Tuesday, September 29, 2009

The Hinge of Fate

The Hinge of Fate

This is the title of the fourth book in Winston Churchill's astonishing history of the Second World War. But it also describes a very real event in history--when momentous events swing on individuals or small groups making decisions, either good or bad. One expression of this is Churchill's speech in which he described how the really tiny number of pilots of the Royal Air Force, during the Battle of Britain, held off the Luftwaffe--and made it possible for Britain to avoid defeat. "Never in the field of human conflict was so much owed by so many to so few." The film The Battle of Britain (1969) really captures the enormous human courage and loss required to hold back the Luftwaffe. If you've never seen it--you should.

I'm reading Derek Wood and Derek Dempster's The Narrow Margin: The Battle of Britain and the Rise of Air Power: 1930-1940 right now. This is the book upon which the film is somewhat based. The Narrow Margin is written in a style that I have come to expect from British academics--a bit stilted. Nonetheless, it's an important book, and worth reading.

The book points to one of those "hinge of fate" decisions in 1934, when the British government announced that it was going to expand the RAF's home defenses from fifty-two to seventy-five squadrons--by the spring of 1939. There was an uproar in Parliament, because many members were still convinced that this was pointless.

1. "The bomber will always get through" was still a dominant belief--that there was no simply no point in trying to prevent bombing raids. The parallel to the current liberal insistence that there should be no defense against incoming missiles is pretty obvious.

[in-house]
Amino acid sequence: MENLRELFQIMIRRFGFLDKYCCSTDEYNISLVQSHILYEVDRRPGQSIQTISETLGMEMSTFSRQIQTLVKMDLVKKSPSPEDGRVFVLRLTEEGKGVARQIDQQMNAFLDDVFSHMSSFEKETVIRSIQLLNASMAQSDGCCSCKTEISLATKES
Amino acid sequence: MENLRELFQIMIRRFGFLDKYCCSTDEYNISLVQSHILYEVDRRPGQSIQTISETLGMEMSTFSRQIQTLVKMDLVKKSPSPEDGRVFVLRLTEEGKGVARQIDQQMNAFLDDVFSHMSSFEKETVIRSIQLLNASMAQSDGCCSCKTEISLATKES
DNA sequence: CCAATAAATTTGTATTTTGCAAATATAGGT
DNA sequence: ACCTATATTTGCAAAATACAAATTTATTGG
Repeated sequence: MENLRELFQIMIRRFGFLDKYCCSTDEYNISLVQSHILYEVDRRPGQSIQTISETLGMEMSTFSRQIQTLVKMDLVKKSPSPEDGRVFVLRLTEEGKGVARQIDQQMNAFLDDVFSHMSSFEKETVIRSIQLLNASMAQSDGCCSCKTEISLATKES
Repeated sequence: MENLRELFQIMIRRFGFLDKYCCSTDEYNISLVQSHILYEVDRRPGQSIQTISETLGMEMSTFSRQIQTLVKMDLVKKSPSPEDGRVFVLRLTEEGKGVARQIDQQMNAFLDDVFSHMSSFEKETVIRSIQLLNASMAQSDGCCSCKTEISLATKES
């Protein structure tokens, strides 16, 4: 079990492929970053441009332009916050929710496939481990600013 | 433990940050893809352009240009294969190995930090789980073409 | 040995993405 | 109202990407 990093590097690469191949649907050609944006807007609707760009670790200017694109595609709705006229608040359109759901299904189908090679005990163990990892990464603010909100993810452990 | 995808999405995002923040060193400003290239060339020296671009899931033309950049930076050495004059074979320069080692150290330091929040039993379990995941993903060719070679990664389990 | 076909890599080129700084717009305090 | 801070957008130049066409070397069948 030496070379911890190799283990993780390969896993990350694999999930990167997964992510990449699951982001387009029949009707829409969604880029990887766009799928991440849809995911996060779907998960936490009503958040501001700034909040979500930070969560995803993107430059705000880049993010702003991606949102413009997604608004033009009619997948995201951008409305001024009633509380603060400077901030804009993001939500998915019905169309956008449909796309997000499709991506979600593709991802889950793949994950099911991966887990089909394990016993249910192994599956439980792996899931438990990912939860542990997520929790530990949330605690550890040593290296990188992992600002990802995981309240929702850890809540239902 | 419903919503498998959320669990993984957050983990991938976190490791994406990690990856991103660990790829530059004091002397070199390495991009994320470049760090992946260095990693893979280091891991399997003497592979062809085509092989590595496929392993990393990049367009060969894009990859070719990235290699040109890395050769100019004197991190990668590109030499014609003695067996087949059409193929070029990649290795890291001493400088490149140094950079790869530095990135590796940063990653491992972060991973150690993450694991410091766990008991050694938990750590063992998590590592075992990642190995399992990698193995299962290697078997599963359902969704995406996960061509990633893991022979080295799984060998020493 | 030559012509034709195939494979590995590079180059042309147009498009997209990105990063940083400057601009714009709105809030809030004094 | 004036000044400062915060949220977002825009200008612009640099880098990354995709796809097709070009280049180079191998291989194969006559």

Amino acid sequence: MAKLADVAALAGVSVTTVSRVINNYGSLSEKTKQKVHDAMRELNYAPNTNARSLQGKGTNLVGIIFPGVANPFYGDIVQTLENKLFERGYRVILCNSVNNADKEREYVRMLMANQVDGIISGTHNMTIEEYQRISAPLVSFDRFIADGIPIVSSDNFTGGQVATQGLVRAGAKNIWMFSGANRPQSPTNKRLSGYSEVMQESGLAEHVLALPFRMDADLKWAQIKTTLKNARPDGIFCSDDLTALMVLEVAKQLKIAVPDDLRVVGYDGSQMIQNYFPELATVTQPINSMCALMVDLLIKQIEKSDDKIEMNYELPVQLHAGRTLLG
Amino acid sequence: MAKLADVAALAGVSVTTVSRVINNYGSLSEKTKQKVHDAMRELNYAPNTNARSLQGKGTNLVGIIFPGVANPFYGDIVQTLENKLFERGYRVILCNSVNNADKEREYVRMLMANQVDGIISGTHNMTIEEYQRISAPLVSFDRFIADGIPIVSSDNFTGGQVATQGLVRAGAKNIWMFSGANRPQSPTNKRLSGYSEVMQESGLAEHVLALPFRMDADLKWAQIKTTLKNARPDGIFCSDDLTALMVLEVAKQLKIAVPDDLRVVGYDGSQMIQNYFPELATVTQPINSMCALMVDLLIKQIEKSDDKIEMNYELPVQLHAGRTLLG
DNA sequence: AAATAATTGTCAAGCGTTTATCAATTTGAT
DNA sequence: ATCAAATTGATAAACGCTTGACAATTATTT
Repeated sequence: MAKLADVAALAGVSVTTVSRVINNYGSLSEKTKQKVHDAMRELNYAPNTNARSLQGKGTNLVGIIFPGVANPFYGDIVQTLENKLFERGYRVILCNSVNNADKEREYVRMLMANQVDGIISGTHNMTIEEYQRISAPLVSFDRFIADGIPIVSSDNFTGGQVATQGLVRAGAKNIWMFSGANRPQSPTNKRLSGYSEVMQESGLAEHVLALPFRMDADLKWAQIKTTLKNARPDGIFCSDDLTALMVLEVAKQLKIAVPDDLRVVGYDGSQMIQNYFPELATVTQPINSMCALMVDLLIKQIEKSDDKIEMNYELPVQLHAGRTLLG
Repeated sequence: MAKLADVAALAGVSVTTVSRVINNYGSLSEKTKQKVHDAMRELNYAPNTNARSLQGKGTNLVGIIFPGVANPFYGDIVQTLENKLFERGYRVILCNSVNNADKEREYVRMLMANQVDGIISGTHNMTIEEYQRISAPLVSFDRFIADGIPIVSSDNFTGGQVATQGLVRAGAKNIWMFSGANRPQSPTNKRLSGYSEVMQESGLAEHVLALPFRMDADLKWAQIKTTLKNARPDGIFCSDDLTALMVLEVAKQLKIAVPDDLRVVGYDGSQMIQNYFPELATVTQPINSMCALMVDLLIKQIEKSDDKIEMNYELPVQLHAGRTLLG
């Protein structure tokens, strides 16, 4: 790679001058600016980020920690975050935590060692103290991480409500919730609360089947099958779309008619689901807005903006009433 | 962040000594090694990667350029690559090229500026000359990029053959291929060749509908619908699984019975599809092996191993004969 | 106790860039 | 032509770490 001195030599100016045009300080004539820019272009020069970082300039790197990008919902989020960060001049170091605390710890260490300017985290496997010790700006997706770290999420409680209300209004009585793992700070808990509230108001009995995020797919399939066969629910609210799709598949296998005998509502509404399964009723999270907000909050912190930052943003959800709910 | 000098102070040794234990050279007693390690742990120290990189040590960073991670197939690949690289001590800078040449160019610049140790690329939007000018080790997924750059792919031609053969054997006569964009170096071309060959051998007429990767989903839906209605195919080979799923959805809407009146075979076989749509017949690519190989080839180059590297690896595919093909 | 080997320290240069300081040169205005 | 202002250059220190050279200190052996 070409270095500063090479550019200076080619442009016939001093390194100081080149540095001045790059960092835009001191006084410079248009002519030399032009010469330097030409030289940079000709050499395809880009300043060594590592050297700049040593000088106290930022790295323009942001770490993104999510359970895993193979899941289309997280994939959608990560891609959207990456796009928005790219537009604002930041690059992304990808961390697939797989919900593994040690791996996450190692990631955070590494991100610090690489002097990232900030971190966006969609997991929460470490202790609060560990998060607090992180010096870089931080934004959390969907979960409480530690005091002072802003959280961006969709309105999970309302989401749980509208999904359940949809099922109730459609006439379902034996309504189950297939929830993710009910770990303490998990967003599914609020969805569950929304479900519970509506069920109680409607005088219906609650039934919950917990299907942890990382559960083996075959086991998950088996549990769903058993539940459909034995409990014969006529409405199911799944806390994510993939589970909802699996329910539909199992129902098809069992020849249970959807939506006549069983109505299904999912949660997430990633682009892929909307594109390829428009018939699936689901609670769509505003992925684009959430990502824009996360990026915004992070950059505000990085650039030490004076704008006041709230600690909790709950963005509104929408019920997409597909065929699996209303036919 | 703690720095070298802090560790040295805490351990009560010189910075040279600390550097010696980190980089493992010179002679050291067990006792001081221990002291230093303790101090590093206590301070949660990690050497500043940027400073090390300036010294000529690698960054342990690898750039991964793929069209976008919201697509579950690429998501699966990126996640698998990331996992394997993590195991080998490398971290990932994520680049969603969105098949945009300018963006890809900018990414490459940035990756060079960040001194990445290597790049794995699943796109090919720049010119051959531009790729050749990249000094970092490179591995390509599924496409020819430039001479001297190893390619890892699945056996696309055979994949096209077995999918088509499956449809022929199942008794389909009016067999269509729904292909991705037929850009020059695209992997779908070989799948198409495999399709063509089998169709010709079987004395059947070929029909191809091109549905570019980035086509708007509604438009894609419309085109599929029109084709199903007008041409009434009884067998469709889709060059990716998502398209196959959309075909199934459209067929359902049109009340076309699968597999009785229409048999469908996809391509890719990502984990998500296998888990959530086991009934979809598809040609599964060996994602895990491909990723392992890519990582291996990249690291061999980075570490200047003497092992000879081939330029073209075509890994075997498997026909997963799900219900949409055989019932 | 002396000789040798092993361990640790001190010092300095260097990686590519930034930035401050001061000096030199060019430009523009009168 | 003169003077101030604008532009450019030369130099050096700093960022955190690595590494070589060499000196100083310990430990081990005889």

2. The vigorous pacifism left over the from pointless bloodshed of World War I was still dominant among intellectuals and other forms of sheep.

3. It was going to be expensive, and there were many prepared to argue that Mr. Hitler was simply trying to save Germany. (Remember that National Socialism had many admirers in Britain--including some members of the royal family.)

Still, Winston Churchill pointed out that Germany had already violated the Treaty of Versailles, and it was best to be prepared for war. (Much like those who think that Iran's violation of previous U.N. resolutions means that it is time for more resolutions.)

Imagine if Parliament had prevented the building up of the RAF! Even a year or two delay on this building program would have wiped out the narrow margin by which the RAF won the Battle of Britain. I would like to think that Britain would have still fought as Winston Churchill's June 4, 1940 speech put it:
We shall go on to the end, we shall fight in France,
we shall fight on the seas and oceans,
we shall fight with growing confidence and growing strength in the air, we shall defend our Island, whatever the cost may be,
we shall fight on the beaches,
we shall fight on the landing grounds,
we shall fight in the fields and in the streets,
we shall fight in the hills;
we shall never surrender....
But I also know that without air cover, a German invasion of Britain might well have succeeded--and the costs of World War II might have been far higher than we can imagine. Occupied Britain, instead of being America's unsinkable aircraft carrier, might have been Germany's unsinkable aircraft carrier to attack Iceland, and from there, Greenland. From Greenland, easy bombing raids on Canada and the U.S.

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